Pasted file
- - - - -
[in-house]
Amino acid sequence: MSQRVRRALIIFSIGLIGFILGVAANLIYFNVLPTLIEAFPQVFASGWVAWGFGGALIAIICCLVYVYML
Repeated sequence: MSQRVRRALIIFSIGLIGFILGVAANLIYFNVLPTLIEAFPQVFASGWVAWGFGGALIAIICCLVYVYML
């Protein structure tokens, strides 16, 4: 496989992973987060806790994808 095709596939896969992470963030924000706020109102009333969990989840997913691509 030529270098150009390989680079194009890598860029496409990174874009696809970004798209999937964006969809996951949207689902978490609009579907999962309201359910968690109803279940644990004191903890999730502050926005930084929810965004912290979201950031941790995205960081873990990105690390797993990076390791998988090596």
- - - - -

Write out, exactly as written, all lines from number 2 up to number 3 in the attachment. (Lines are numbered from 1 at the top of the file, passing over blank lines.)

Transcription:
Amino acid sequence: MSQRVRRALIIFSIGLIGFILGVAANLIYFNVLPTLIEAFPQVFASGWVAWGFGGALIAIICCLVYVYML
Repeated sequence: MSQRVRRALIIFSIGLIGFILGVAANLIYFNVLPTLIEAFPQVFASGWVAWGFGGALIAIICCLVYVYML